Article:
Pressures building on air and sea capacity

Published in The New Zealand Shipping Gazette on March 21, 2020

By Chris Edwards, Vice President, Customs Brokers and Freight Forwarders Federation of New Zealand


Logistics companies are currently fielding a lot of questions from customers which we simply don't have the ability to answer. Our counter parts around the world are facing the same situation. The global picture is changing by the day and there are still many unknowns that make it impossible to determine the extent of the impact the Covid-19 pandemic will have on the supply chain globally and what the overall effect will be on New Zealand.

At the time of writing, Air New Zealand had just announced its up coming 85% reduction in capacity on its long-haul network and 80% reduction on its trans-Tasman routes. Jet star and Qantas had also announced major capacity reduction. Qantas will be cutting international flights by 90% and domestic flights by 60%.

I have seen one 'optimistic' commentator suggesting reduced passenger travel will free up space for air cargo. Quite the opposite is likely. While Air NZ has underlined its commitment to keeping trade corridors open, it is inevitable that capacity will be significantly reduced. The likelihood is that air freight costs will rise to unprecedented levels in the coming weeks.

Sea cargo poses different pressures. A new term that has entered the industry in the last year or so is 'blanking' - when cargo ships call at fewer ports. We were seeing a lot of this two or three weeks ago at the height of China's Covid-19 crisis, as Chinese manufacturing slowed to a crawl. With the same now happening in Europe, goods not being produced and ports operating with skeleton staff, we can expect to see more of that.

Even when Europe starts to return to work, there will be supply backlogs, with demand compounded by 'panic­ buying' of food. A shortage of manufacturing parts due to the backlog in Chinese manufacturing will further hamper global recovery - with freight caught in the widespread ripple effect of that.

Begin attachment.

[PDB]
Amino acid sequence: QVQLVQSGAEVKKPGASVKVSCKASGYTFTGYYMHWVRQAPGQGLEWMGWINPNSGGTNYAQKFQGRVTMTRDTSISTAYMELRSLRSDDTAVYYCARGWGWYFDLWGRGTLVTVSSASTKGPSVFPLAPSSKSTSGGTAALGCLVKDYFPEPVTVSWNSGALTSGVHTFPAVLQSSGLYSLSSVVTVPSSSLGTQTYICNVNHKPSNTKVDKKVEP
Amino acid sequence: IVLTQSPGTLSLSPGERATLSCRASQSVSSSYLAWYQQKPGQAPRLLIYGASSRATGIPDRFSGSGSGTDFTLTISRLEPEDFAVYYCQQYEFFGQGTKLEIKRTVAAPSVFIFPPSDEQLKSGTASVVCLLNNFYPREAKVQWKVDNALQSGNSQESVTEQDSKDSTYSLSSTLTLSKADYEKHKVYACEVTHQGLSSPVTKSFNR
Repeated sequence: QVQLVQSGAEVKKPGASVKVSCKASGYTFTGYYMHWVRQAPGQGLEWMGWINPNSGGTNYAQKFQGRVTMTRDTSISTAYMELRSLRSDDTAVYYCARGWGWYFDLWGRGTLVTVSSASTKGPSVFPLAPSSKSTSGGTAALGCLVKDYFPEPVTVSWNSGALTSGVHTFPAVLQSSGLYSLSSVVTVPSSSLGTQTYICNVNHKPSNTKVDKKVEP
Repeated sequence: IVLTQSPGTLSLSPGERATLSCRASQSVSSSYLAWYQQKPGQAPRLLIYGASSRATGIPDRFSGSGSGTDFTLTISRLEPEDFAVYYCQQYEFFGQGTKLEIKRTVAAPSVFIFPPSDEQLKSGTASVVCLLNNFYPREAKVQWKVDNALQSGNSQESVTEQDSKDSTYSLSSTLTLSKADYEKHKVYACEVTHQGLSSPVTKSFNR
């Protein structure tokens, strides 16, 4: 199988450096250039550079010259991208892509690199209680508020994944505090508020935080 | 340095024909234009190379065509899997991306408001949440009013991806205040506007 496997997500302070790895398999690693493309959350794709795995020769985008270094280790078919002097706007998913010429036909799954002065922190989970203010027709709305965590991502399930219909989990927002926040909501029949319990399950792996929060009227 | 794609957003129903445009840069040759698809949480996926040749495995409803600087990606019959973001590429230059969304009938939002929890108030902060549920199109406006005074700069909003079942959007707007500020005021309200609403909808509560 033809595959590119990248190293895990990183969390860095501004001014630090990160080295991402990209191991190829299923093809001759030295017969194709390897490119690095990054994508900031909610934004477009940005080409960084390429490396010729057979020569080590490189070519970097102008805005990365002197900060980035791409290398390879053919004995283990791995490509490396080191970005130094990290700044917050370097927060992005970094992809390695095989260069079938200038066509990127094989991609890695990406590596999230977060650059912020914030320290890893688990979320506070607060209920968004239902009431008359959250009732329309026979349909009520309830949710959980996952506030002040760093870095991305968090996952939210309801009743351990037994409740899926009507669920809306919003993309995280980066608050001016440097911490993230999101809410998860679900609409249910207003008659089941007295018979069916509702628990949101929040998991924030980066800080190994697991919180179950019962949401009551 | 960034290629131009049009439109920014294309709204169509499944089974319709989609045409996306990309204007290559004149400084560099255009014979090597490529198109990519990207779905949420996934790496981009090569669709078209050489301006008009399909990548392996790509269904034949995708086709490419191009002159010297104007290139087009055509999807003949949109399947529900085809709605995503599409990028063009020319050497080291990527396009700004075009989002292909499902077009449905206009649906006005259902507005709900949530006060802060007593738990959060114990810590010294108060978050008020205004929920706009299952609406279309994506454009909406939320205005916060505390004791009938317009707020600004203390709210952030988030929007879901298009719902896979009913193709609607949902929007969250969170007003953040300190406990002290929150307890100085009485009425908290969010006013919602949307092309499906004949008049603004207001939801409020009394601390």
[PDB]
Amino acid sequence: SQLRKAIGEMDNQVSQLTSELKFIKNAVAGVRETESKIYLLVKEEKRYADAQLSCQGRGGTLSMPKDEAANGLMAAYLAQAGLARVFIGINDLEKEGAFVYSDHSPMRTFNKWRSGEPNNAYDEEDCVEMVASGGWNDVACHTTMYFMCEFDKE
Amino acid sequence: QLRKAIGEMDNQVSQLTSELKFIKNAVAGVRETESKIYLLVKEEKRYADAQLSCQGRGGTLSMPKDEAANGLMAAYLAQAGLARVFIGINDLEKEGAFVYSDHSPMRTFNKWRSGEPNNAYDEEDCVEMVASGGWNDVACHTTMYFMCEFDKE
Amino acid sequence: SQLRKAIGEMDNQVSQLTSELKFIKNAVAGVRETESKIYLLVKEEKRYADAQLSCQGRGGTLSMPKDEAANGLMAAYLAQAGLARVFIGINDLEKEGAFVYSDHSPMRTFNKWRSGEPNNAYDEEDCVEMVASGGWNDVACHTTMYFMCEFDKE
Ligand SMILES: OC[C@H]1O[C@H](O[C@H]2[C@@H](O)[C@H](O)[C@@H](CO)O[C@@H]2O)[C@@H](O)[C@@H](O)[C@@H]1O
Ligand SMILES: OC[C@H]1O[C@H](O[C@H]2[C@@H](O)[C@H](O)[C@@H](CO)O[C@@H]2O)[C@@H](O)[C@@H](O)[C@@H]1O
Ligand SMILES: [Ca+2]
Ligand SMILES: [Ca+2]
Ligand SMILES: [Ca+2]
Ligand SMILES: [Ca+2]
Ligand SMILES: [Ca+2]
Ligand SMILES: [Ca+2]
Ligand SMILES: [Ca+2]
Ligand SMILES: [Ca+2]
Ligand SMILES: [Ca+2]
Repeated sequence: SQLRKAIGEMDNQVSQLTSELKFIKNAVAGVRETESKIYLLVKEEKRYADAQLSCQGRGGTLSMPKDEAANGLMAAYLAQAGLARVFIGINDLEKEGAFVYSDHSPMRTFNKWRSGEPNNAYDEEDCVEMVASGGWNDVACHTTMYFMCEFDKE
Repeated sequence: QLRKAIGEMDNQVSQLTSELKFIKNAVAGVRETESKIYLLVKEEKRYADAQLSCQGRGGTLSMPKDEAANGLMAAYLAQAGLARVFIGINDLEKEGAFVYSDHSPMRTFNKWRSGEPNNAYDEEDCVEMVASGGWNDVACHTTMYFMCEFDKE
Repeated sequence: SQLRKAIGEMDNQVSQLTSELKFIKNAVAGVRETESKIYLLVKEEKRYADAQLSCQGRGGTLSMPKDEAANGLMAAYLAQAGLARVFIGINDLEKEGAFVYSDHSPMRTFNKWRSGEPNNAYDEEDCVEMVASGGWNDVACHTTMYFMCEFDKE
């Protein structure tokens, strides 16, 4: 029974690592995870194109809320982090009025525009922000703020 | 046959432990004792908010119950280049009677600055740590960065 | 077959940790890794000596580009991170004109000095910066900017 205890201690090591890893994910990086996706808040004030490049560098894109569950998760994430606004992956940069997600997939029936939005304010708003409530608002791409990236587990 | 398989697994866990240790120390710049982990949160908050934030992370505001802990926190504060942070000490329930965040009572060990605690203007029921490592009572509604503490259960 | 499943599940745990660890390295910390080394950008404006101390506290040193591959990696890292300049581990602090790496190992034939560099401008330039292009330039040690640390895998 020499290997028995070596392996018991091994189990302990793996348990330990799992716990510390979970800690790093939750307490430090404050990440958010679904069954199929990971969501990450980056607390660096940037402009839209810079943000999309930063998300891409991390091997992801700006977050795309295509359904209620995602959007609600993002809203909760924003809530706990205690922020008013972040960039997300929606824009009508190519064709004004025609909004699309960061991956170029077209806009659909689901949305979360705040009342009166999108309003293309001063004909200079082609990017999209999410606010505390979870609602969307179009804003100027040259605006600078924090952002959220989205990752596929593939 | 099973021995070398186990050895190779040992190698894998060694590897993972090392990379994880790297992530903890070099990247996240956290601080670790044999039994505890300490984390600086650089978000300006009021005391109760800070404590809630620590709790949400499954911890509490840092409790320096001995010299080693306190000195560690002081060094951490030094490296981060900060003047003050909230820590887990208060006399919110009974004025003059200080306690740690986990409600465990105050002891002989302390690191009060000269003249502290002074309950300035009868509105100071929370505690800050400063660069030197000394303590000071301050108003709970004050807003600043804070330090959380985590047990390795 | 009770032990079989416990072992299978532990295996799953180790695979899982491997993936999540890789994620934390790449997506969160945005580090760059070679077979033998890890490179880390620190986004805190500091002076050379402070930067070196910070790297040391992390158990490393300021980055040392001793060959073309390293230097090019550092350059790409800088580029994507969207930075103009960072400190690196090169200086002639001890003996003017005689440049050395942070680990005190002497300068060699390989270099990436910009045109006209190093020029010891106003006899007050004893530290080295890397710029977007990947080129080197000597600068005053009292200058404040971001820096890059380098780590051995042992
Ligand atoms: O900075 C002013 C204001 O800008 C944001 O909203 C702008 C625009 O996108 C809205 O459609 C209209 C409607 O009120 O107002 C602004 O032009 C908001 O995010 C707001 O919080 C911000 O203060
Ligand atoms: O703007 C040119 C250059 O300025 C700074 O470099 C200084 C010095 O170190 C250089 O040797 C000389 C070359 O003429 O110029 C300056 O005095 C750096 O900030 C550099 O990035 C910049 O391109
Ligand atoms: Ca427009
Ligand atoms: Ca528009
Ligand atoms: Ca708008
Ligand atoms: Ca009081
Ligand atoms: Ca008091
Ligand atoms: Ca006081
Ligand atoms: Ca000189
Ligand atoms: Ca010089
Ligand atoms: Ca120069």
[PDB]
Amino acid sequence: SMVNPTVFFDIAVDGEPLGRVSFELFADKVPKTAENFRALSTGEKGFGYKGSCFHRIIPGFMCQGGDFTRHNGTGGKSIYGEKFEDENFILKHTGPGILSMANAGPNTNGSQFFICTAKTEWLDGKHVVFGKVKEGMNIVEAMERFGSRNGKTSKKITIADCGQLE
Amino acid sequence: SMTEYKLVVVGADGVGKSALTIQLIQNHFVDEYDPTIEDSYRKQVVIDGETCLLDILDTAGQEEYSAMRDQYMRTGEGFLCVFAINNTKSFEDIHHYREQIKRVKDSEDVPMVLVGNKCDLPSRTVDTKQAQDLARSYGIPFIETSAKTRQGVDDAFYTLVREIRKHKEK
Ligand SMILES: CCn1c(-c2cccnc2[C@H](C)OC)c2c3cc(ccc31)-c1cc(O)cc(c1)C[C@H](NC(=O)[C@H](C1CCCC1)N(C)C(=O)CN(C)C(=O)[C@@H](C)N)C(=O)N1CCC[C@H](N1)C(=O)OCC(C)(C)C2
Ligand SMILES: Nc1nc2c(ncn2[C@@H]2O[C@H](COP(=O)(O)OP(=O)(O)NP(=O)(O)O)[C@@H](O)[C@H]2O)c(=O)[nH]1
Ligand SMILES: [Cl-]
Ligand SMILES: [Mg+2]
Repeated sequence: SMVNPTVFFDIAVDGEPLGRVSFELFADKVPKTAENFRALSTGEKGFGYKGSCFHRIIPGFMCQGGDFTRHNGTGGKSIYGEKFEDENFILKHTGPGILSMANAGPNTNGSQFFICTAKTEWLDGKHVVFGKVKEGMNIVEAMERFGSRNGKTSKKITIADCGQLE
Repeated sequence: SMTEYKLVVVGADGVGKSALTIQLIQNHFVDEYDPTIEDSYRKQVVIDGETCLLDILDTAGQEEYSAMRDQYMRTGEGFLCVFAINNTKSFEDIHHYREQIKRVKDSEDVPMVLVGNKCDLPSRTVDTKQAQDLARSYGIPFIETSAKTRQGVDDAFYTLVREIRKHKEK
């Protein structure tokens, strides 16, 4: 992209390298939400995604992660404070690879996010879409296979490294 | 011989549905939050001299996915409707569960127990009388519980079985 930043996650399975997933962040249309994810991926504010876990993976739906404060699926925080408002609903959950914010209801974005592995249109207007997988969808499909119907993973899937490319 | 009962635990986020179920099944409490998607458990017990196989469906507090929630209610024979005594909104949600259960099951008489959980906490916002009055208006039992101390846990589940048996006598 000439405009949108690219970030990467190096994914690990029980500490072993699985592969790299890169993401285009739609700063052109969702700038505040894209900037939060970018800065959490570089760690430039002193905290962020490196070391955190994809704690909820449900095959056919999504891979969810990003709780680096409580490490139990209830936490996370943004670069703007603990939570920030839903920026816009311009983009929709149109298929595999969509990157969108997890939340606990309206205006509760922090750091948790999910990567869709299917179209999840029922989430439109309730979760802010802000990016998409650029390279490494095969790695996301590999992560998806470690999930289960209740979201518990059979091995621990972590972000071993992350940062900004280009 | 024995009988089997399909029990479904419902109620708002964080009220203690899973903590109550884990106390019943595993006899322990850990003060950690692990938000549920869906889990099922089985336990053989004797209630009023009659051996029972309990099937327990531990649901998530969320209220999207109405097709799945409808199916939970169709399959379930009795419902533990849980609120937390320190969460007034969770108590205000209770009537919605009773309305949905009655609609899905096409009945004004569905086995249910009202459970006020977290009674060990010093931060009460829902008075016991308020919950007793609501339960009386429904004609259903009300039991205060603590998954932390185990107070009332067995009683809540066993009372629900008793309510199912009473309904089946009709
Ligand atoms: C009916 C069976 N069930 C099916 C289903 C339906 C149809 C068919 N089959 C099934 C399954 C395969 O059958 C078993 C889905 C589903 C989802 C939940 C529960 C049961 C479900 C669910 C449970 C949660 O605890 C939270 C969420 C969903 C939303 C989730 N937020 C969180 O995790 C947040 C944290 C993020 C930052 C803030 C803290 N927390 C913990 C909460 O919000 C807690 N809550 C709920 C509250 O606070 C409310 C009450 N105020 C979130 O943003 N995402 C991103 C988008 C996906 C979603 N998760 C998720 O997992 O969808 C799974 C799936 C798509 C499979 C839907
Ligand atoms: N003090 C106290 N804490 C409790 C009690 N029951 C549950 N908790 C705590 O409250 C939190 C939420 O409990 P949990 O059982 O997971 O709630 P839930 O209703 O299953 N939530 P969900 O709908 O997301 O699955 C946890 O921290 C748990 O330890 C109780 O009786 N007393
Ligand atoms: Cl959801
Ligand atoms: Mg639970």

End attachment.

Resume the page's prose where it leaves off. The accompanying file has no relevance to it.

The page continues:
While the Chinese situation is now starting to right itself - factories are operating and sea freight is moving again - they also have that backlog to deal with and the same air freight issues as the rest of the world. This is all liappening against the 'hidden' backdrop of the fact the New Zealand economy was slowing even before Covid-19. The logistics sector was noticing this from the end of November and things remained quiet after Chinese New Year.

Facing so many unknowns, the best we can do at present is to keep our customers abreast of all new developments and options. CBAFF is regularly updating our members so that they can inform clients and help them to make the best decisions.

We are fortunate tha t we are an agile indus tr y. The recruiting iss ues we have faced mean we have to be flexible emp loyers. We ca n work at different times to enab le shipm ents to be move d ' out of ho urs' and many people can and do work remotely and round the clock.

However, as a sector, we are going to be hard hit. I have already heard of businesses in our industry which are considering having to lay workers off - and we can't afford to lose good people. There has been a lot of discussion about how industries like tourism and forestry will need support through the Government's economic stimulus package. The logistics sector will need to call on that - because it's going to be a hard landing for us.

A group of European transport and logistics operations has recently written an open letter to European governments. The letter, signed by rail freight, cargo owners, road transport, container terminals and ports, points out that it is essential to keep the flow of goods moving, because the alternative could be economic collapse.

The logistics sector is working hard to keep goods moving the best we can for New Zealand now in the face of unprecedented challenges. Once the world gets back into business, we will be at the forefront of supporting the economy; helping New Zealand's manufacturers get the parts and materials that they need, enabling them to get their exports  offshore - and ensuring there are products on shelves for consumers . We need to be in the right shape to do that - and it is important that Government recognises that.